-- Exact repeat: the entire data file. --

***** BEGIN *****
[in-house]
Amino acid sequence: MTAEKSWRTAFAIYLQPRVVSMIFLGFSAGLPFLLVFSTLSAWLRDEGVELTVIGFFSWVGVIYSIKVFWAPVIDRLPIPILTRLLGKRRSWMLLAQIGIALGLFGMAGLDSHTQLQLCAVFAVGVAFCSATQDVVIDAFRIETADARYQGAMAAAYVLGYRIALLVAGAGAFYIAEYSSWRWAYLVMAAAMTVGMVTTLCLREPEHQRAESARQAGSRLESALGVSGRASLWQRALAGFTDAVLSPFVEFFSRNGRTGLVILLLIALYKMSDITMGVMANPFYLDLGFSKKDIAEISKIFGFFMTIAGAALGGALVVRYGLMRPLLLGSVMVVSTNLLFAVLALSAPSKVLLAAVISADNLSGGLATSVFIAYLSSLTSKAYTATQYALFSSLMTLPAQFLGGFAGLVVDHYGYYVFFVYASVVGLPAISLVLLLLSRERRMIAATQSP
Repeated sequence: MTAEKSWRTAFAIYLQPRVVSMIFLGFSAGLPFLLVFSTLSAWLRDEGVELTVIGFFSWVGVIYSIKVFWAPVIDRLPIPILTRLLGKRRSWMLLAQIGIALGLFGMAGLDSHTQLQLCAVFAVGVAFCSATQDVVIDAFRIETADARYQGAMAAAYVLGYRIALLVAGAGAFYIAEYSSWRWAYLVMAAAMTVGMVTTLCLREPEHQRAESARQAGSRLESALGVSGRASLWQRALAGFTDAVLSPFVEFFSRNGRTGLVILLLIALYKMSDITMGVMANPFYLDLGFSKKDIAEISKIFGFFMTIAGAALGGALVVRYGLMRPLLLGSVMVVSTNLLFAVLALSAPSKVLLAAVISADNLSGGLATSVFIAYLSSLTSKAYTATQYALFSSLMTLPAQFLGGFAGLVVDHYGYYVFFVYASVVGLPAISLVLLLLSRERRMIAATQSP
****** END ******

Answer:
[in-house]
Amino acid sequence: MTAEKSWRTAFAIYLQPRVVSMIFLGFSAGLPFLLVFSTLSAWLRDEGVELTVIGFFSWVGVIYSIKVFWAPVIDRLPIPILTRLLGKRRSWMLLAQIGIALGLFGMAGLDSHTQLQLCAVFAVGVAFCSATQDVVIDAFRIETADARYQGAMAAAYVLGYRIALLVAGAGAFYIAEYSSWRWAYLVMAAAMTVGMVTTLCLREPEHQRAESARQAGSRLESALGVSGRASLWQRALAGFTDAVLSPFVEFFSRNGRTGLVILLLIALYKMSDITMGVMANPFYLDLGFSKKDIAEISKIFGFFMTIAGAALGGALVVRYGLMRPLLLGSVMVVSTNLLFAVLALSAPSKVLLAAVISADNLSGGLATSVFIAYLSSLTSKAYTATQYALFSSLMTLPAQFLGGFAGLVVDHYGYYVFFVYASVVGLPAISLVLLLLSRERRMIAATQSP
Repeated sequence: MTAEKSWRTAFAIYLQPRVVSMIFLGFSAGLPFLLVFSTLSAWLRDEGVELTVIGFFSWVGVIYSIKVFWAPVIDRLPIPILTRLLGKRRSWMLLAQIGIALGLFGMAGLDSHTQLQLCAVFAVGVAFCSATQDVVIDAFRIETADARYQGAMAAAYVLGYRIALLVAGAGAFYIAEYSSWRWAYLVMAAAMTVGMVTTLCLREPEHQRAESARQAGSRLESALGVSGRASLWQRALAGFTDAVLSPFVEFFSRNGRTGLVILLLIALYKMSDITMGVMANPFYLDLGFSKKDIAEISKIFGFFMTIAGAALGGALVVRYGLMRPLLLGSVMVVSTNLLFAVLALSAPSKVLLAAVISADNLSGGLATSVFIAYLSSLTSKAYTATQYALFSSLMTLPAQFLGGFAGLVVDHYGYYVFFVYASVVGLPAISLVLLLLSRERRMIAATQSP